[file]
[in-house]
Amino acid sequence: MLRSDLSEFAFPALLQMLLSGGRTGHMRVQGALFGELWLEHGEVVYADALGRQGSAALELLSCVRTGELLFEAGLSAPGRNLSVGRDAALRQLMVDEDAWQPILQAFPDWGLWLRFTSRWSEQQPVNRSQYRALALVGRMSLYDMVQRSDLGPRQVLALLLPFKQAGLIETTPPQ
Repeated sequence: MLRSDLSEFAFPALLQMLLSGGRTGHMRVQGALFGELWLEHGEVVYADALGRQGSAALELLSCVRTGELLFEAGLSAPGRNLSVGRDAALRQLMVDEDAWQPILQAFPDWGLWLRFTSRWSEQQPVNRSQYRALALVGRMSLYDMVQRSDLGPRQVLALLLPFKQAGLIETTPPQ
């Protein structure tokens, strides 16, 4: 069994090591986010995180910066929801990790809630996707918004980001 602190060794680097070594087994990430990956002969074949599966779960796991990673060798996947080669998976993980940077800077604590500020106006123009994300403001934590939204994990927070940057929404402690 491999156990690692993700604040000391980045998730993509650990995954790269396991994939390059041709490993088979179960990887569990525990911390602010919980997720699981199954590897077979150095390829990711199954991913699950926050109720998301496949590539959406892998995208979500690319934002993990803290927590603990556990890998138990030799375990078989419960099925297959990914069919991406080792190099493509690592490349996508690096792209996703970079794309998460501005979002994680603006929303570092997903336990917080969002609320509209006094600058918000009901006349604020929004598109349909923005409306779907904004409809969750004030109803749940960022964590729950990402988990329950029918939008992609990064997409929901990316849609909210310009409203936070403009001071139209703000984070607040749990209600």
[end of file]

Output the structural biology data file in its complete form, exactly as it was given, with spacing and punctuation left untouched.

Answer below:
[in-house]
Amino acid sequence: MLRSDLSEFAFPALLQMLLSGGRTGHMRVQGALFGELWLEHGEVVYADALGRQGSAALELLSCVRTGELLFEAGLSAPGRNLSVGRDAALRQLMVDEDAWQPILQAFPDWGLWLRFTSRWSEQQPVNRSQYRALALVGRMSLYDMVQRSDLGPRQVLALLLPFKQAGLIETTPPQ
Repeated sequence: MLRSDLSEFAFPALLQMLLSGGRTGHMRVQGALFGELWLEHGEVVYADALGRQGSAALELLSCVRTGELLFEAGLSAPGRNLSVGRDAALRQLMVDEDAWQPILQAFPDWGLWLRFTSRWSEQQPVNRSQYRALALVGRMSLYDMVQRSDLGPRQVLALLLPFKQAGLIETTPPQ
């Protein structure tokens, strides 16, 4: 069994090591986010995180910066929801990790809630996707918004980001 602190060794680097070594087994990430990956002969074949599966779960796991990673060798996947080669998976993980940077800077604590500020106006123009994300403001934590939204994990927070940057929404402690 491999156990690692993700604040000391980045998730993509650990995954790269396991994939390059041709490993088979179960990887569990525990911390602010919980997720699981199954590897077979150095390829990711199954991913699950926050109720998301496949590539959406892998995208979500690319934002993990803290927590603990556990890998138990030799375990078989419960099925297959990914069919991406080792190099493509690592490349996508690096792209996703970079794309998460501005979002994680603006929303570092997903336990917080969002609320509209006094600058918000009901006349604020929004598109349909923005409306779907904004409809969750004030109803749940960022964590729950990402988990329950029918939008992609990064997409929901990316849609909210310009409203936070403009001071139209703000984070607040749990209600």